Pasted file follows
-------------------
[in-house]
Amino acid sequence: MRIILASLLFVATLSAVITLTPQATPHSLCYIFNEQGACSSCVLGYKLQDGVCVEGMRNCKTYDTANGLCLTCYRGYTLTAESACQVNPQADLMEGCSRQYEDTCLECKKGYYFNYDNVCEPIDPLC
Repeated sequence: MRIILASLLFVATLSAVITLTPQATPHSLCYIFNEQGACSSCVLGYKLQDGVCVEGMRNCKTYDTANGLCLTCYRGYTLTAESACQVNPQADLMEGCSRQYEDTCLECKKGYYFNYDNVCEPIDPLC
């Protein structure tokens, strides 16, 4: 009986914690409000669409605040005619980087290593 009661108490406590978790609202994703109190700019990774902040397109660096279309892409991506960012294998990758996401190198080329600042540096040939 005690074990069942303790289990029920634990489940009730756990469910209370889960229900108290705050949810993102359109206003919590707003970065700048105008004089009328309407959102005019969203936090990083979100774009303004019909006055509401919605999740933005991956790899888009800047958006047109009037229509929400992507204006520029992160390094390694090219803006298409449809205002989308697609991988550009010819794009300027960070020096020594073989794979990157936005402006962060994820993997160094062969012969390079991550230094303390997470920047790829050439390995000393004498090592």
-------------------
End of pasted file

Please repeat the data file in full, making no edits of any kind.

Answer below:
[in-house]
Amino acid sequence: MRIILASLLFVATLSAVITLTPQATPHSLCYIFNEQGACSSCVLGYKLQDGVCVEGMRNCKTYDTANGLCLTCYRGYTLTAESACQVNPQADLMEGCSRQYEDTCLECKKGYYFNYDNVCEPIDPLC
Repeated sequence: MRIILASLLFVATLSAVITLTPQATPHSLCYIFNEQGACSSCVLGYKLQDGVCVEGMRNCKTYDTANGLCLTCYRGYTLTAESACQVNPQADLMEGCSRQYEDTCLECKKGYYFNYDNVCEPIDPLC
């Protein structure tokens, strides 16, 4: 009986914690409000669409605040005619980087290593 009661108490406590978790609202994703109190700019990774902040397109660096279309892409991506960012294998990758996401190198080329600042540096040939 005690074990069942303790289990029920634990489940009730756990469910209370889960229900108290705050949810993102359109206003919590707003970065700048105008004089009328309407959102005019969203936090990083979100774009303004019909006055509401919605999740933005991956790899888009800047958006047109009037229509929400992507204006520029992160390094390694090219803006298409449809205002989308697609991988550009010819794009300027960070020096020594073989794979990157936005402006962060994820993997160094062969012969390079991550230094303390997470920047790829050439390995000393004498090592």